Elizabeth: New TV Show Squee!

Okay, The Good Place is in season two so it’s not technically a new show, but I just started watching, so it’s new to me.  My TV viewing is generally limited to political news and sports these days (when I’m not writing, of course), but when The Good Place was recommended to me recently, I gave it a try.

An excellent decision.

The show starts out when Eleanor Shellstrop (played by Kristen Bell) finds herself in the afterlife.  Though not surprised to be dead, she is a little surprised to find out that she’s ended up in the Good Place since she’s pretty sure she wasn’t a very good person in life.   It’s not long before she realizes that there’s been some kind of bureaucratic mistake, but since she has no interest in spending the hereafter being eternally tortured in the Bad Place, she does her best to hide in plain sight from the Good Place’s architect Michael (played by Ted Danson) as well as the other obviously-in-the-right-place residents.

Upon her arrival in the Good Place – a charming neighborhood with a preponderance of frozen yogurt shops – she is shown to her new home and introduced to her soul-mate.  The home, which is supposed to be her dream home, is anything but – especially those creepy clown pictures on the walls – and she’s not so sure about her supposed soul-mate Chidi, who was an ethics professor in life, but she does her best to fit in.  The other main characters are the couple next-door (who have a much larger, nicer house) – Tahani, a philanthropist, and Jianyu, a silent Buddhist monk   .

Eleanor’s new neighborhood has some unusual quirks to it, like the fact that there is no swearing (“we turned that feature off”).  When she tries to swear, it comes out as “this is shirt” or “what the fork?”  Silly, maybe, but it’s amusing.  The show is a comedy, but it does a great job weaving in interesting and thought-provoking bits here and there, especially once Eleanor enlists the help of her ethics professor soul-mate Chidi, to help her become a better person who truly belongs in the Good Place.

The show is fast-paced (the episodes are only 30 minutes long) and fun; I binge-watched the entire first season (13 episodes) in about two days.  It also does a great job keeping me engaged and really interested in what is happening with the characters.

For those who haven’t seen the show yet, I won’t provide any spoilers, but I will say that the writers did a wonderful job with the ending of the first season.  It’s a great example of a turning point that makes a story feel brand new again.  Season two has been just as good so far, with lots of unexpected things, including the Trolley Problem.  I can’t wait to find out what is going to happen next.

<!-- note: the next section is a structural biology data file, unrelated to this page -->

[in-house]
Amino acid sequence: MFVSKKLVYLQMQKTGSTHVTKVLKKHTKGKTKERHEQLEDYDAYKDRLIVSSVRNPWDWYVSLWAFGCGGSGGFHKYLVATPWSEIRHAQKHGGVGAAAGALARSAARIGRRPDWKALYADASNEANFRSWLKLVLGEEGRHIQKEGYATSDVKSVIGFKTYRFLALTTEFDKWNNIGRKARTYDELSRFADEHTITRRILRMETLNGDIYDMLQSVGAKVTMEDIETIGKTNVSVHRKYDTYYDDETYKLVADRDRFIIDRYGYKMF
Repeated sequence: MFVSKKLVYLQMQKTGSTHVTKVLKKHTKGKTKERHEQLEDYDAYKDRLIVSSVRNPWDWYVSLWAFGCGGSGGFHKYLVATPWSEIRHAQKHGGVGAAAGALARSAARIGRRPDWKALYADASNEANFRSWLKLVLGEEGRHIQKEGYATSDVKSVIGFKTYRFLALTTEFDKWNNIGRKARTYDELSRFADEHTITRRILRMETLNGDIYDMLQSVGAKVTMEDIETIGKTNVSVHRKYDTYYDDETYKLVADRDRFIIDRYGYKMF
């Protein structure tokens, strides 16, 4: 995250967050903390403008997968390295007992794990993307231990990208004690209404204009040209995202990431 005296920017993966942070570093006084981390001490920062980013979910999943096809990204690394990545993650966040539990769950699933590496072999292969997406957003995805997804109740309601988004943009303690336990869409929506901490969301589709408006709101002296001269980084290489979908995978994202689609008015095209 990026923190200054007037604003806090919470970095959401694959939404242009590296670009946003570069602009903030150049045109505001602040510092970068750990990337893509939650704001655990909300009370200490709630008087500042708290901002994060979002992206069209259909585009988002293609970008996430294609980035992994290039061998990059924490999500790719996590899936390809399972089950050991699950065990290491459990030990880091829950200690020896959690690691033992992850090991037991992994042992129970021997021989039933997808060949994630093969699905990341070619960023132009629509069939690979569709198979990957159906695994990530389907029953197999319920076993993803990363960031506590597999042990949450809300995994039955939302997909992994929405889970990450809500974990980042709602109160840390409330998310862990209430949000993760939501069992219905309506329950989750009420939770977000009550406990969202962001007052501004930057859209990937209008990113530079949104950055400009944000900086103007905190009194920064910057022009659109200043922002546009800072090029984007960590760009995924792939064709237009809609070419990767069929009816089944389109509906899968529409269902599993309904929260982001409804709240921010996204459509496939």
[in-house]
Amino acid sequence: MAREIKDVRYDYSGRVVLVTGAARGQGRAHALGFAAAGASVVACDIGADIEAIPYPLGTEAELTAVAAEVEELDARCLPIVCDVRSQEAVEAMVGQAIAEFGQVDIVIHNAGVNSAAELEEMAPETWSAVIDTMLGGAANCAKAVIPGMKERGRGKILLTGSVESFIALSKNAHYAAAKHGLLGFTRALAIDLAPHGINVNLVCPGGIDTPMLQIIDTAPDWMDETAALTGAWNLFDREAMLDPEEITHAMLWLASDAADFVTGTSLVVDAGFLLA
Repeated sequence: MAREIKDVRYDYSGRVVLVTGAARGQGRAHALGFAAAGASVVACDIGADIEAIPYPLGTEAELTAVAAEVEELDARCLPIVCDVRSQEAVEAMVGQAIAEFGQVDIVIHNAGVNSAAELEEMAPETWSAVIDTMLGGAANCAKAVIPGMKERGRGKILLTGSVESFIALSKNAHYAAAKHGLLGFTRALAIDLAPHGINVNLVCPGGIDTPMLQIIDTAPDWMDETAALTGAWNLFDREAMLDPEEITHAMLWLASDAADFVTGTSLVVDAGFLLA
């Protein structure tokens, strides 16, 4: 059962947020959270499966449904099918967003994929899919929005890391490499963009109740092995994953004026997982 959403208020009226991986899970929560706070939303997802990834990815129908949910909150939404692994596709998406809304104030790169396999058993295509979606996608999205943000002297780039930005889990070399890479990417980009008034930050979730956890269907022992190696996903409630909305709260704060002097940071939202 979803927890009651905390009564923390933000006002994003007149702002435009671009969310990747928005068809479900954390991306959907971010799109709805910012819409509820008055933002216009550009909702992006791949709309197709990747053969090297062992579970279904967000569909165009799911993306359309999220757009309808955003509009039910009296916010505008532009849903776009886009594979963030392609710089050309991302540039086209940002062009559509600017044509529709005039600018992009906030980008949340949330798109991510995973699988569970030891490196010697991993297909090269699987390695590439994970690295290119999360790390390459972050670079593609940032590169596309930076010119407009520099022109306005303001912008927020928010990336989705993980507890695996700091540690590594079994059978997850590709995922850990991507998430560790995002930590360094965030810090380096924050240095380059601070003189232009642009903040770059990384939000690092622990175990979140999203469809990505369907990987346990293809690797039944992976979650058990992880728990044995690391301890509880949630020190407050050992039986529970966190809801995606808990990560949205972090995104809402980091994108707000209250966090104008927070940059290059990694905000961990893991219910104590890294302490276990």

I’ve been listening to writing podcasts lately and the one yesterday mentioned the Venn diagram of the perfect story – that intersection between Character, Plot, and Concept.  I’d have to say that so far, the Good Place is right there in the center of the diagram.  It has characters I really care about, a strong plot, and a great story concept.

And really, who wouldn’t like a comedy that routinely talks about the ideas of Kant and Kierkegaard?

So, have you seen the show?  If so, what did you think of it?

If you haven’t seen it, do you have any TV shows or movies to recommend . . . you know, in case I finish the current manuscript and have spare time to fill while waiting for the next episode of the Good Place?

3 thoughts on “Elizabeth: New TV Show Squee!

  1. (-: I really like that “Is it Heaven or is it Hell?” concept thing. A lot of modern writers tend to portray heaven as a bit boring, and hell being much more fun. Plus, there are all those twisty stories where the character goes to “heaven” and then finds out later it was just a subsection of hell all along.

    Last year, I watched a movie along these lines called *Too Young To Die* — yeah, I know, super-corny title. But, the movie was about teenage boy who was sent to a very Asian hell (it’s a Japanese movie), and tries to get to heaven. Some reincarnation hi-jinx and just generally a lot of fun. BEAUTIFUL VISUALS. I wonder if it’s out in English yet? I wanted to watch it again, particularly with English subtitles, because I miss a lot of the Japanese dialog, even when the Japanese subtitles are turned on. http://www.imdb.com/title/tt4717204/

  2. Pingback: Elizabeth: Anger and Confusion – Eight Ladies Writing

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